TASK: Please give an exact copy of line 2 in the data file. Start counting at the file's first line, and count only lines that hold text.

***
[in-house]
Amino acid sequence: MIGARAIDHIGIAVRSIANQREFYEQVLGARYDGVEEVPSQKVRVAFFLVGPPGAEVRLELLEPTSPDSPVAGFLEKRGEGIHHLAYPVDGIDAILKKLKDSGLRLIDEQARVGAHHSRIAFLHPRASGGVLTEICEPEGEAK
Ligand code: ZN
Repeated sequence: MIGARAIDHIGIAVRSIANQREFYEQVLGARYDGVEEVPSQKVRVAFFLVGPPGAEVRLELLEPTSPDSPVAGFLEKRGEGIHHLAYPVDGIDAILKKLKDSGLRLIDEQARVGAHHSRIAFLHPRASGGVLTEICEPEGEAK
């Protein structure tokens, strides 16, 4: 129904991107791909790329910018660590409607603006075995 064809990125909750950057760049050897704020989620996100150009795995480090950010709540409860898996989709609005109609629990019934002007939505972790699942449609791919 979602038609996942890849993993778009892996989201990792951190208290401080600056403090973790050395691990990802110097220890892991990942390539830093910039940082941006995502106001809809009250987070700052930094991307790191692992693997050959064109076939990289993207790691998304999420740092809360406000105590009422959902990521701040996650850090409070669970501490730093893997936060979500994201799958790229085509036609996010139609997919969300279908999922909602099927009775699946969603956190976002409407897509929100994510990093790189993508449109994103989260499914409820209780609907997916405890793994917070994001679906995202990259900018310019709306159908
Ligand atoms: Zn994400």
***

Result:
Amino acid sequence: MIGARAIDHIGIAVRSIANQREFYEQVLGARYDGVEEVPSQKVRVAFFLVGPPGAEVRLELLEPTSPDSPVAGFLEKRGEGIHHLAYPVDGIDAILKKLKDSGLRLIDEQARVGAHHSRIAFLHPRASGGVLTEICEPEGEAK